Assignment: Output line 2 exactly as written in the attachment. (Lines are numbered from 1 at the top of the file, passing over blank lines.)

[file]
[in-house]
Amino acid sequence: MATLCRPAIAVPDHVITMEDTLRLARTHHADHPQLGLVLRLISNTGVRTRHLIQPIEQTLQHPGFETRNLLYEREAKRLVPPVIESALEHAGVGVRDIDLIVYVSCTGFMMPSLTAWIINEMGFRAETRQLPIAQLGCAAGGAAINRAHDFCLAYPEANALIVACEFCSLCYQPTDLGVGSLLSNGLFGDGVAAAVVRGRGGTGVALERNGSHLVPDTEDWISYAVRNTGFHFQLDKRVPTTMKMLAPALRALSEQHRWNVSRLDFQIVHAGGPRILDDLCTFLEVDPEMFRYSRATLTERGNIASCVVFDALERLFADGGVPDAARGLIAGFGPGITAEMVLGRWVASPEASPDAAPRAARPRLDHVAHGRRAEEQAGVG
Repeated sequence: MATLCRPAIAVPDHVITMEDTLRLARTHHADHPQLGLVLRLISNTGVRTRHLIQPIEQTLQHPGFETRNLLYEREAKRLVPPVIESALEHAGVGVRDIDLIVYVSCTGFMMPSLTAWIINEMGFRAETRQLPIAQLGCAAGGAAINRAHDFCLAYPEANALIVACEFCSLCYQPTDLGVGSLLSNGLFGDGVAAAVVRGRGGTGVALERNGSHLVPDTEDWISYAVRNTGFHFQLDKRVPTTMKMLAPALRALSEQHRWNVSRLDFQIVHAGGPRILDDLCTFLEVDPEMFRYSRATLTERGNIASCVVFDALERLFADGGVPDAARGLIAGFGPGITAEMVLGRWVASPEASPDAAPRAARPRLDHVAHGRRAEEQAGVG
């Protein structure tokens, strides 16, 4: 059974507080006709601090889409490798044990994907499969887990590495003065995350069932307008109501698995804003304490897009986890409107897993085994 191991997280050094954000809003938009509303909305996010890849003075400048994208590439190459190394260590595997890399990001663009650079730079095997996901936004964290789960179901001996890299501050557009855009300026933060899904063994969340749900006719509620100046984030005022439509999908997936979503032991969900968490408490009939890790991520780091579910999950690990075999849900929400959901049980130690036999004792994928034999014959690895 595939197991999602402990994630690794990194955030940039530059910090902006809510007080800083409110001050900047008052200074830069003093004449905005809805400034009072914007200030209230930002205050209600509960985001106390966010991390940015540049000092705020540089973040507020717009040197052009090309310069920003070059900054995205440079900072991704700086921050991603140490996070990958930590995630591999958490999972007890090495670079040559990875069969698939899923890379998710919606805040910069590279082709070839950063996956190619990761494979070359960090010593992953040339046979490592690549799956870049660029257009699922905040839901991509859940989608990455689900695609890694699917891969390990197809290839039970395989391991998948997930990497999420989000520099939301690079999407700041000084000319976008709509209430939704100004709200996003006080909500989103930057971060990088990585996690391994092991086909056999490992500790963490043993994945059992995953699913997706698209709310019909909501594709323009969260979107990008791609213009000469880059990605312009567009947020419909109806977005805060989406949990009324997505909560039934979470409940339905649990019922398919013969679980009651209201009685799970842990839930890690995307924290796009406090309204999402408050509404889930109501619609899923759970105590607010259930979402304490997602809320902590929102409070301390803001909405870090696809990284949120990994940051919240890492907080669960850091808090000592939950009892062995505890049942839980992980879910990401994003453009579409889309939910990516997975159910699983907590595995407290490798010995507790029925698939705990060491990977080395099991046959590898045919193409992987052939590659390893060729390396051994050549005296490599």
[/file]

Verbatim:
Amino acid sequence: MATLCRPAIAVPDHVITMEDTLRLARTHHADHPQLGLVLRLISNTGVRTRHLIQPIEQTLQHPGFETRNLLYEREAKRLVPPVIESALEHAGVGVRDIDLIVYVSCTGFMMPSLTAWIINEMGFRAETRQLPIAQLGCAAGGAAINRAHDFCLAYPEANALIVACEFCSLCYQPTDLGVGSLLSNGLFGDGVAAAVVRGRGGTGVALERNGSHLVPDTEDWISYAVRNTGFHFQLDKRVPTTMKMLAPALRALSEQHRWNVSRLDFQIVHAGGPRILDDLCTFLEVDPEMFRYSRATLTERGNIASCVVFDALERLFADGGVPDAARGLIAGFGPGITAEMVLGRWVASPEASPDAAPRAARPRLDHVAHGRRAEEQAGVG